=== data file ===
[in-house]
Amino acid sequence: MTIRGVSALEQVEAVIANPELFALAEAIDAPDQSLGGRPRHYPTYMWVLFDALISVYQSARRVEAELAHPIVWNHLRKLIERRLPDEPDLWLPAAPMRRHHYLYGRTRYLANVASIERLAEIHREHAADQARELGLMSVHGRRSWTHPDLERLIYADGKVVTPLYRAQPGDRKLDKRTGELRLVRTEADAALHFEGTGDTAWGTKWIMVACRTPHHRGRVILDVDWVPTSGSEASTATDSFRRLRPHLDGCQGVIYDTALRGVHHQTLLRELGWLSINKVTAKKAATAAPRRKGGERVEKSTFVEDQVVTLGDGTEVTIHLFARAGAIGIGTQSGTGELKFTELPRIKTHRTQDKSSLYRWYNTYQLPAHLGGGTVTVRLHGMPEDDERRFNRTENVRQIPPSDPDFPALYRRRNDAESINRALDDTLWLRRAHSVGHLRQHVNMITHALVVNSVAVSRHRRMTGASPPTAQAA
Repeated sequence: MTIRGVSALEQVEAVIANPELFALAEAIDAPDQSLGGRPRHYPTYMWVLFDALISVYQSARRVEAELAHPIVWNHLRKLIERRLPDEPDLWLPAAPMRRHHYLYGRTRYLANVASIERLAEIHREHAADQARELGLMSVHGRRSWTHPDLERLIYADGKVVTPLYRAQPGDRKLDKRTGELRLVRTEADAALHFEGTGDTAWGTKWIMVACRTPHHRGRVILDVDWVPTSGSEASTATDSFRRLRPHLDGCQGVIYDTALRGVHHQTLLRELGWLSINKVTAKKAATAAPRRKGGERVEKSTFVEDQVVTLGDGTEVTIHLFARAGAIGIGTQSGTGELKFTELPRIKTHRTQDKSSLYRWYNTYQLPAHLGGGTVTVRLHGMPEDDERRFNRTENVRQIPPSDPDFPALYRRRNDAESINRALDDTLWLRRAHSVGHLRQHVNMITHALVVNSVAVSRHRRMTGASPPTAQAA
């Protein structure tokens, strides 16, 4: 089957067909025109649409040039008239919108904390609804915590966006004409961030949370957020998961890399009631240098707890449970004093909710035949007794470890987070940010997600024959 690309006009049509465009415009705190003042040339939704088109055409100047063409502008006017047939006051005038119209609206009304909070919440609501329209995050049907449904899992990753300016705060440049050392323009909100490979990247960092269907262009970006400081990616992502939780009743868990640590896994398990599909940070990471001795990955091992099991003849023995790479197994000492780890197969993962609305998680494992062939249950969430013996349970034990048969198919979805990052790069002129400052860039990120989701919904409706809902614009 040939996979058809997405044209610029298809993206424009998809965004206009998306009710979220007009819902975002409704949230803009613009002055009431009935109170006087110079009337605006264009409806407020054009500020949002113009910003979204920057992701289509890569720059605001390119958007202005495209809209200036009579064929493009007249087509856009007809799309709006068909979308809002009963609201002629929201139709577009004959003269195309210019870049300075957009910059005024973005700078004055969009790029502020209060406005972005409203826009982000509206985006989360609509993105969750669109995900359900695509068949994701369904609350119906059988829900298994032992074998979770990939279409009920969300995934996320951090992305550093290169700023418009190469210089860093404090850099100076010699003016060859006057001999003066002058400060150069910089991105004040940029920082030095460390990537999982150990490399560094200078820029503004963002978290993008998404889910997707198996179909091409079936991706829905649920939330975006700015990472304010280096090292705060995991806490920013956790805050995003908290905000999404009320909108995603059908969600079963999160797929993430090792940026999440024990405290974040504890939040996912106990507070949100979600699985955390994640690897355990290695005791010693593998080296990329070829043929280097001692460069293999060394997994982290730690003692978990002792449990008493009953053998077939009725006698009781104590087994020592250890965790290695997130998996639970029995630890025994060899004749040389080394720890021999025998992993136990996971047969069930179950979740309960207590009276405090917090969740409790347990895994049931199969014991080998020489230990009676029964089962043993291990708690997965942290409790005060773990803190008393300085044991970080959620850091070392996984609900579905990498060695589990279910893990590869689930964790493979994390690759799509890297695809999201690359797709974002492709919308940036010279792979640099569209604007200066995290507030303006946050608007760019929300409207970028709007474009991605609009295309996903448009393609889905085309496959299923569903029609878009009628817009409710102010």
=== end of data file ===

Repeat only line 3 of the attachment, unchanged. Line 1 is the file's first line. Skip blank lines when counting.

Repeated sequence: MTIRGVSALEQVEAVIANPELFALAEAIDAPDQSLGGRPRHYPTYMWVLFDALISVYQSARRVEAELAHPIVWNHLRKLIERRLPDEPDLWLPAAPMRRHHYLYGRTRYLANVASIERLAEIHREHAADQARELGLMSVHGRRSWTHPDLERLIYADGKVVTPLYRAQPGDRKLDKRTGELRLVRTEADAALHFEGTGDTAWGTKWIMVACRTPHHRGRVILDVDWVPTSGSEASTATDSFRRLRPHLDGCQGVIYDTALRGVHHQTLLRELGWLSINKVTAKKAATAAPRRKGGERVEKSTFVEDQVVTLGDGTEVTIHLFARAGAIGIGTQSGTGELKFTELPRIKTHRTQDKSSLYRWYNTYQLPAHLGGGTVTVRLHGMPEDDERRFNRTENVRQIPPSDPDFPALYRRRNDAESINRALDDTLWLRRAHSVGHLRQHVNMITHALVVNSVAVSRHRRMTGASPPTAQAA